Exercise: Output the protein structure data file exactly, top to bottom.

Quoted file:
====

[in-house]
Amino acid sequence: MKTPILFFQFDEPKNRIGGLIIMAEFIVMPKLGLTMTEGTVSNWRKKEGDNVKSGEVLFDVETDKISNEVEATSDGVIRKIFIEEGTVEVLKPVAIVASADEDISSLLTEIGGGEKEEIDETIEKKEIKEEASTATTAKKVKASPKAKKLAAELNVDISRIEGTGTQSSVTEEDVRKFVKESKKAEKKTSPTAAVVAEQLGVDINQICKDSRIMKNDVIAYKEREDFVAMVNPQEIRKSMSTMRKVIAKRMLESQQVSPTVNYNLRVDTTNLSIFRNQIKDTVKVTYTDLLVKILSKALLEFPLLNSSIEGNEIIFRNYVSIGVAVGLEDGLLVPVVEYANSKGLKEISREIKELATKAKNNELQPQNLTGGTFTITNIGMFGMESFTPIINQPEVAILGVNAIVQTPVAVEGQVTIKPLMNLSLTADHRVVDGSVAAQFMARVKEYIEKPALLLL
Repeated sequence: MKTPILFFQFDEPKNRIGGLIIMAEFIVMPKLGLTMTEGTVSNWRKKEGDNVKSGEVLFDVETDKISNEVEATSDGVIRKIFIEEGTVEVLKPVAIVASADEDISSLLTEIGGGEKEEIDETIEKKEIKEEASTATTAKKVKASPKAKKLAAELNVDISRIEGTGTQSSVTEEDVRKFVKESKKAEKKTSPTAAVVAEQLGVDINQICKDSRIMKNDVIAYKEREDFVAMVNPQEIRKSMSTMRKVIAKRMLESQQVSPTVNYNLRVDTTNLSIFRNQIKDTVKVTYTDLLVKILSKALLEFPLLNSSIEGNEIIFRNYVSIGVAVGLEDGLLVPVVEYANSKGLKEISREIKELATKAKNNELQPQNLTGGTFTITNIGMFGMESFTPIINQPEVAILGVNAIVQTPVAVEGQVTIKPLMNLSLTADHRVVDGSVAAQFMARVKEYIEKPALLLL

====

[in-house]
Amino acid sequence: MKTPILFFQFDEPKNRIGGLIIMAEFIVMPKLGLTMTEGTVSNWRKKEGDNVKSGEVLFDVETDKISNEVEATSDGVIRKIFIEEGTVEVLKPVAIVASADEDISSLLTEIGGGEKEEIDETIEKKEIKEEASTATTAKKVKASPKAKKLAAELNVDISRIEGTGTQSSVTEEDVRKFVKESKKAEKKTSPTAAVVAEQLGVDINQICKDSRIMKNDVIAYKEREDFVAMVNPQEIRKSMSTMRKVIAKRMLESQQVSPTVNYNLRVDTTNLSIFRNQIKDTVKVTYTDLLVKILSKALLEFPLLNSSIEGNEIIFRNYVSIGVAVGLEDGLLVPVVEYANSKGLKEISREIKELATKAKNNELQPQNLTGGTFTITNIGMFGMESFTPIINQPEVAILGVNAIVQTPVAVEGQVTIKPLMNLSLTADHRVVDGSVAAQFMARVKEYIEKPALLLL
Repeated sequence: MKTPILFFQFDEPKNRIGGLIIMAEFIVMPKLGLTMTEGTVSNWRKKEGDNVKSGEVLFDVETDKISNEVEATSDGVIRKIFIEEGTVEVLKPVAIVASADEDISSLLTEIGGGEKEEIDETIEKKEIKEEASTATTAKKVKASPKAKKLAAELNVDISRIEGTGTQSSVTEEDVRKFVKESKKAEKKTSPTAAVVAEQLGVDINQICKDSRIMKNDVIAYKEREDFVAMVNPQEIRKSMSTMRKVIAKRMLESQQVSPTVNYNLRVDTTNLSIFRNQIKDTVKVTYTDLLVKILSKALLEFPLLNSSIEGNEIIFRNYVSIGVAVGLEDGLLVPVVEYANSKGLKEISREIKELATKAKNNELQPQNLTGGTFTITNIGMFGMESFTPIINQPEVAILGVNAIVQTPVAVEGQVTIKPLMNLSLTADHRVVDGSVAAQFMARVKEYIEKPALLLL